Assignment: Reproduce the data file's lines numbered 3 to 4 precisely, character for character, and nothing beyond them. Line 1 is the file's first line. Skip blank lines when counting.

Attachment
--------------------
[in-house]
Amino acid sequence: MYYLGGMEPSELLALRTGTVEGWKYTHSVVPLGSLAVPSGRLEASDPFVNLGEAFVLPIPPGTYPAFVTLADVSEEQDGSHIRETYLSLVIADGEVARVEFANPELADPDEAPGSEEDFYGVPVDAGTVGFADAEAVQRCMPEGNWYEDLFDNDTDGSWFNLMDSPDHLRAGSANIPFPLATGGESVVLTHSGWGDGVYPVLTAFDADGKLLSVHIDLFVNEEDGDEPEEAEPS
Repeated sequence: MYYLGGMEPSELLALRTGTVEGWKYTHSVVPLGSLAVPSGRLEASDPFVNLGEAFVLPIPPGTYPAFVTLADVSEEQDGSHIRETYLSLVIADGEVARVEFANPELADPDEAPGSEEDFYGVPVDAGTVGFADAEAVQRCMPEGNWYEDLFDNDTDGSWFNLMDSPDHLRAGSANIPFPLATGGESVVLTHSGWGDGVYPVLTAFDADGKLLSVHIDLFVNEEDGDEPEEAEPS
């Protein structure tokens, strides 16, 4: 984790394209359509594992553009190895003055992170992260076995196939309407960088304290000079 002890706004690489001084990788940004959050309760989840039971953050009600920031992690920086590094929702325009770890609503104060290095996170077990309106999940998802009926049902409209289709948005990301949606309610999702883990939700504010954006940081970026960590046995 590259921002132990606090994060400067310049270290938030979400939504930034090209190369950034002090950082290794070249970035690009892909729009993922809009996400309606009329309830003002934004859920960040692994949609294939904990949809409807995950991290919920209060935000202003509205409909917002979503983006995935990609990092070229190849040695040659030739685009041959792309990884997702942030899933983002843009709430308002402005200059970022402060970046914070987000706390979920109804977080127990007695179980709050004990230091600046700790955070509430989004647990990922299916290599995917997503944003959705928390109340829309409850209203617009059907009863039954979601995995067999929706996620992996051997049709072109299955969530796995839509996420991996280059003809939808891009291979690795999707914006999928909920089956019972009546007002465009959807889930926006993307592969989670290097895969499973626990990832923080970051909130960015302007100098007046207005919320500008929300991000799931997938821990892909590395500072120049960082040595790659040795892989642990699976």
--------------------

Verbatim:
Repeated sequence: MYYLGGMEPSELLALRTGTVEGWKYTHSVVPLGSLAVPSGRLEASDPFVNLGEAFVLPIPPGTYPAFVTLADVSEEQDGSHIRETYLSLVIADGEVARVEFANPELADPDEAPGSEEDFYGVPVDAGTVGFADAEAVQRCMPEGNWYEDLFDNDTDGSWFNLMDSPDHLRAGSANIPFPLATGGESVVLTHSGWGDGVYPVLTAFDADGKLLSVHIDLFVNEEDGDEPEEAEPS
């Protein structure tokens, strides 16, 4: 984790394209359509594992553009190895003055992170992260076995196939309407960088304290000079 002890706004690489001084990788940004959050309760989840039971953050009600920031992690920086590094929702325009770890609503104060290095996170077990309106999940998802009926049902409209289709948005990301949606309610999702883990939700504010954006940081970026960590046995 590259921002132990606090994060400067310049270290938030979400939504930034090209190369950034002090950082290794070249970035690009892909729009993922809009996400309606009329309830003002934004859920960040692994949609294939904990949809409807995950991290919920209060935000202003509205409909917002979503983006995935990609990092070229190849040695040659030739685009041959792309990884997702942030899933983002843009709430308002402005200059970022402060970046914070987000706390979920109804977080127990007695179980709050004990230091600046700790955070509430989004647990990922299916290599995917997503944003959705928390109340829309409850209203617009059907009863039954979601995995067999929706996620992996051997049709072109299955969530796995839509996420991996280059003809939808891009291979690795999707914006999928909920089956019972009546007002465009959807889930926006993307592969989670290097895969499973626990990832923080970051909130960015302007100098007046207005919320500008929300991000799931997938821990892909590395500072120049960082040595790659040795892989642990699976």